By JAY REED
My daughter tells me that the taste buds of the average human being change every seven years. I have not researched the scientific justification for such a claim, because I suspect that she has latched onto it solely to explain why today she wonâ€™t touch the cornucopia of foods she ate without complaint at six-and-a-half.Â But now that Iâ€™ve reached the ripe old age of forty-something, I have been pondering the evolution of my taste in birthday cake over time, and I think she may actually have a point.
In the earliest days of kid-dom, I was seriously more interested in the aesthetics of the birthday cake than the taste (Never mind that I didnâ€™t know the word â€śaestheticsâ€ť at that time of my life).Â I may have had a flavor preference when it came to the cake itself, but it was really more about the icing.Â Even until two or three taste-bud-evolutions ago, I was a corner-piece guy â€” the more icing, the better. Donâ€™t want yours?Â Give it to me.Â Cake optional.Â As for design, I have a fuzzy memory of a teddy bear-shaped cake and a few other intricate designs that Mama pieced together and frosted to perfection.
Somewhere around late high school or college, I grew out of the need for traditional birthday cake and realized that on my special day I could have whatever cake I wanted.Â For years, Mama had been making an apricot nectar cake that I grew to love, and that became my standard celebratory confection for a record number of years.Â
When I was single and living in North Carolina, she would make it if she happened to be there during birthday week; otherwise, she would find a way to send one.Â My colleagues at work began to look forward to my birthday as much as I did. After getting married and moving overseas, the scarcity of ingredients in that corner of the world forced a change in birthday pastries â€” or so I expected.Â Oddly, we could find the necessary apricot nectar in any decent-sized grocery â€” the rarity was the lemon cake mix, so whenever one of those would make an appearance in our city, we would snatch up as many as we could.Â
One year in that same international setting, I decided to go way outside the rectangle and ask for a birthday pie.Â I hadnâ€™t had a good old-fashioned chocolate pie in ages, and thought that would really satisfy my birthday appetite.Â And old-fashioned it was â€” made from scratch, and delicious.Â
After finishing off that one, I confessed to The Wife that my true favorite was a caramel pie, but knowing how hard it was to make I hadnâ€™t bothered asking.Â I didnâ€™t realize that I had just issued a challenge.Â A day or two later, I walked into the house where I was presented with a caramel pie that looked just like the ones that Grannyâ€™s friend Elwa used to make back in Belmont â€” the ones I had assumed were so hard to make.Â Wowza.Â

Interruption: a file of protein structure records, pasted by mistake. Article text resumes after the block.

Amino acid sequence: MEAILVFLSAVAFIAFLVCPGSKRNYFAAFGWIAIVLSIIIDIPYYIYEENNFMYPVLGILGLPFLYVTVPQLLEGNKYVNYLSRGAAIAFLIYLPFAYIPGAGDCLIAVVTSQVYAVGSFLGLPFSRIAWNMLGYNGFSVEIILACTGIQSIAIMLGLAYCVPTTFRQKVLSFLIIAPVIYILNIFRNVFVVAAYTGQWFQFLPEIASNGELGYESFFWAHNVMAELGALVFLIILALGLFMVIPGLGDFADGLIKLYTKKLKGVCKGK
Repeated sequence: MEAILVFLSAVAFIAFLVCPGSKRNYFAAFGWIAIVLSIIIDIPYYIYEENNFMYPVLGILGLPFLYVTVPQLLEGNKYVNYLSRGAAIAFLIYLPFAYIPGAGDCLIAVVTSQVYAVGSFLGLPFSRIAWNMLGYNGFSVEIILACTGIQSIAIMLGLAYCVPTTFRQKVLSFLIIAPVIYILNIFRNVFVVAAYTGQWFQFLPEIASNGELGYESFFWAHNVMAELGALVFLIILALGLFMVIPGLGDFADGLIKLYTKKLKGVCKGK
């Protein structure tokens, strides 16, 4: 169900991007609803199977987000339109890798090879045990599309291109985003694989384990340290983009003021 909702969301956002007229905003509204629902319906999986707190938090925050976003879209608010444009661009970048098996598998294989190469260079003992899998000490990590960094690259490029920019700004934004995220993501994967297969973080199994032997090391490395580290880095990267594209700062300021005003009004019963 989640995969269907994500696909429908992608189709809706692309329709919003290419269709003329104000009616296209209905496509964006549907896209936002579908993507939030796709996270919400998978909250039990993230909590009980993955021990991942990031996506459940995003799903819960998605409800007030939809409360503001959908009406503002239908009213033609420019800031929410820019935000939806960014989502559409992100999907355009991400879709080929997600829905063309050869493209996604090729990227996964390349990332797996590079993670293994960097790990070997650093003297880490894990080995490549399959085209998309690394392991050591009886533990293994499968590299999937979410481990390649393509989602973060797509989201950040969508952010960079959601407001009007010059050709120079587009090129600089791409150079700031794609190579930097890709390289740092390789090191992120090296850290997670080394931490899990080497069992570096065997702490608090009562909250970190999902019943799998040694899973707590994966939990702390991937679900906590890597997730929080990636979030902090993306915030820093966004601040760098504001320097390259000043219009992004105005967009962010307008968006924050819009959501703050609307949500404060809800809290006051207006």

Turns out you can make pretty decent caramel pie filling by boiling sweetened condensed milk for hours in the can.Â That showed me, and this was one time I didnâ€™t mind being shown.
This year I turned everything on its ear â€” or ears, I should say, of corn.Â I listen to a food show podcast out of Los Angeles, and I had heard about a sweet corn cake developed by Zoe Nathan, an apparent demi-goddess of the pastry-chef world, which she serves with a sweet corn ice cream from Shiho Yoshikawa at the Sweet Rose Dairy.Â
The combination sounded strangely appealing to me, so I decided thatâ€™s what I would be having.Â I wonâ€™t bore you with details, but take my word for it â€” there was a lot of work involved.Â Cutting corn off the cob.Â Infusing.Â Scalding. Temperature regulating.Â Overnight chilling.Â This took some time, and thatâ€™s just the ice cream.Â As for the cake, let me just affirm something: when the recipe says â€śput in 10 inch spring form panâ€ť, they really mean it.Â
If you put it in an eight-inch pan (like mine, as I discovered when I measured it later) you will have a huge mess in your oven.Â
I warned my family that they could not look at this as ordinary birthday cake and ice cream.Â Rather, they had to consider themselves as a panel of judges on Iron Chef America, secret ingredient: CORN!Â
When it came to the ice cream, out of the six of us: two liked it, two spit it out, one tried just a bit and remained neutral, and of course, Daughter didnâ€™t get anywhere near any of it.Â In anticipation of this, we had also secured three pints of â€śnormalâ€ť ice cream, just in case.Â
The cake got a better review.Â
It was much like a very sweet hunk of cornbread, only more cake-like in texture.Â When I took the leftovers to work, my colleagues had mixed reactions to the cake â€” one ate every crumb I took and asked for the recipe, another said â€śthis looks like moldy cornbread."Â
(In her defense, I had used some blue corn meal in the mix, and like we all learned in kindergarten, yellow and blue do tend to make green.)Â
Those brave enough to try the ice cream all agreed: it tasted like corn.
I decided that if I had ordered this combination, served with a dollop of strawberry compote as Zoe Nathan served it at Rustic Canyon restaurant, I probably would have enjoyed it as a single serving of something quirky but good.Â Next year, though, I think my taste buds will agree: itâ€™s time to go back to the apricot nectar, shaped like a Rebel Bear, served with a side of caramel pie.
Jay Reed is a local foodie and pharmacist. The culinary tastes expressed here are his and do not necessarily reflect the appetites of the Starkville Daily News or individual members of its staff. He welcomes your comments at email@example.com.
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